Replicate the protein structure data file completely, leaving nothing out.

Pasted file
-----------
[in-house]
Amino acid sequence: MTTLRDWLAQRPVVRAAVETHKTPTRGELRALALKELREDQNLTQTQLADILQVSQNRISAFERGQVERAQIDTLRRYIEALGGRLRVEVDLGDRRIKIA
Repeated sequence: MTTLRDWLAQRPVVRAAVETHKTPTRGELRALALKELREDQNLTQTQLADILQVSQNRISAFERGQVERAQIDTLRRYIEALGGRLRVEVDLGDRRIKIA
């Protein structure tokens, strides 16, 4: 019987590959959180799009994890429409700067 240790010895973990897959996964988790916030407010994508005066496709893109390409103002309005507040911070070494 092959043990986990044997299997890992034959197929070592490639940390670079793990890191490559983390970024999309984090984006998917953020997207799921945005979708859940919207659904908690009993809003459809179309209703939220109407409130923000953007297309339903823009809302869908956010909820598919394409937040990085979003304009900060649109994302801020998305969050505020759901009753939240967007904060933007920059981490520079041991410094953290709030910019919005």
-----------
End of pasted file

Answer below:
[in-house]
Amino acid sequence: MTTLRDWLAQRPVVRAAVETHKTPTRGELRALALKELREDQNLTQTQLADILQVSQNRISAFERGQVERAQIDTLRRYIEALGGRLRVEVDLGDRRIKIA
Repeated sequence: MTTLRDWLAQRPVVRAAVETHKTPTRGELRALALKELREDQNLTQTQLADILQVSQNRISAFERGQVERAQIDTLRRYIEALGGRLRVEVDLGDRRIKIA
């Protein structure tokens, strides 16, 4: 019987590959959180799009994890429409700067 240790010895973990897959996964988790916030407010994508005066496709893109390409103002309005507040911070070494 092959043990986990044997299997890992034959197929070592490639940390670079793990890191490559983390970024999309984090984006998917953020997207799921945005979708859940919207659904908690009993809003459809179309209703939220109407409130923000953007297309339903823009809302869908956010909820598919394409937040990085979003304009900060649109994302801020998305969050505020759901009753939240967007904060933007920059981490520079041991410094953290709030910019919005």